I’ll bite.

    If you want to continue with drug criminalisation (a different question), then targeting the users with stiff penalties is the way to go.

    And you have to go after the wealthy ones, not the poor ones. The wealthy drug users keep the dealers in business. Dealers are not daft. You know you can charge someone middle class more and that subsidises the lower end of the market.

    Which means the poor suffer from leniency towards the rich. One of the key reasons why Manchester was such a drugs capital in the 1980s and 1990s was that it had a very large concentration of well-off students living in a very close proximity to Moss Side. They could leave when they finished their degrees but they left behind the problems.

    So, nail the middle class users. Name and shame them. It will only take a few examples for the rest of them to realise the cost of doing drugs is too high as opposed to a badge of honour.
    It's such a dumb policy. Imagine the case of a normal twenty or thirty something who occasionally takes MDMA when they go clubbing. They get caught and lose their driving license. They need their car for work so they lose their job and stop paying taxes. They go from being a successful fully functioning member of society to being a burden on taxpayers. All for possessing a substance far less harmful than alcohol or tobacco.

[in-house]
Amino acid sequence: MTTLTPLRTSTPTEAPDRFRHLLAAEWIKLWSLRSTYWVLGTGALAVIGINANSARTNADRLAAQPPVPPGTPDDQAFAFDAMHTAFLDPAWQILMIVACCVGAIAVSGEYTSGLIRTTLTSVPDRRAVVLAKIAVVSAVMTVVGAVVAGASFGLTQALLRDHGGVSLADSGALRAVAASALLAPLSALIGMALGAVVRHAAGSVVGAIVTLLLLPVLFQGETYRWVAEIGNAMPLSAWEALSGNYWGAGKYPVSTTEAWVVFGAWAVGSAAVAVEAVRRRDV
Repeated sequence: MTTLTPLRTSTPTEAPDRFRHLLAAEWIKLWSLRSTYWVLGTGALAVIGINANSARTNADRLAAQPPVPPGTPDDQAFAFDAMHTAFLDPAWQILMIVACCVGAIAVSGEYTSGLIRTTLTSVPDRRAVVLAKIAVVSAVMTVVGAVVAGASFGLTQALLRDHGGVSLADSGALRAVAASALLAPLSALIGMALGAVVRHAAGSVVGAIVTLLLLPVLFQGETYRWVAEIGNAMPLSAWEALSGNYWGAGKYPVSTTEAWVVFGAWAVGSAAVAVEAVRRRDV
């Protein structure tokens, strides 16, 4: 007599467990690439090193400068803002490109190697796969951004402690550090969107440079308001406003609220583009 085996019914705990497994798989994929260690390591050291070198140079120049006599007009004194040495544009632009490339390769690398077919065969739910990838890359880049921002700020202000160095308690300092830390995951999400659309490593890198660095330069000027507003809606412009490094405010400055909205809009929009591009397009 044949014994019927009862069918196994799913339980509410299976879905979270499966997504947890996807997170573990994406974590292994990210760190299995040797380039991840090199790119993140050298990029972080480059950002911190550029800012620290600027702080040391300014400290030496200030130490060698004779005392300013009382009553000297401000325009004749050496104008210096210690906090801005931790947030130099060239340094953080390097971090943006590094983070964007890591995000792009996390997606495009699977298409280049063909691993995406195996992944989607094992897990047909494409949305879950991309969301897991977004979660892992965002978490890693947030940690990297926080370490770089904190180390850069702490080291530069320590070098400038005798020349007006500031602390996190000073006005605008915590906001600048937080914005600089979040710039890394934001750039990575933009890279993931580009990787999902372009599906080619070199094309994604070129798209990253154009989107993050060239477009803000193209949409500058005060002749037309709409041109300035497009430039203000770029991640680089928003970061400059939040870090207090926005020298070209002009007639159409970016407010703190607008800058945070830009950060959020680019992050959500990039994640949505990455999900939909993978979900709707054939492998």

Almost the only harm that a drug like MDMA does to society comes from the fact that criminals profit from it, which is entirely because it is illegal. It's a pure Catch-22 situation: it should be illegal because it's harmful because it's illegal. Only a government dead from the neck up and utterly bereft of ideas would come up with something this dumb.
    It's a policy for turning mostly functional middle class drug users into not at all functional petty criminal drug addicts.
    I'm at a loss as to where the idea could have come from. Anyone who knows anything about drugs knows that prosecuting users doesn't actually get you anywhere or solve anything.

    And I don't see how there is any actual votes in it.
    I don't know where this has come form, as some have speculated in may be a focus group thing.

    But I suspect this is much more a cases having spent the last 19 months telling people what to do for there own good, its become a but of a habit, maybe even an addiction to control over other people lives.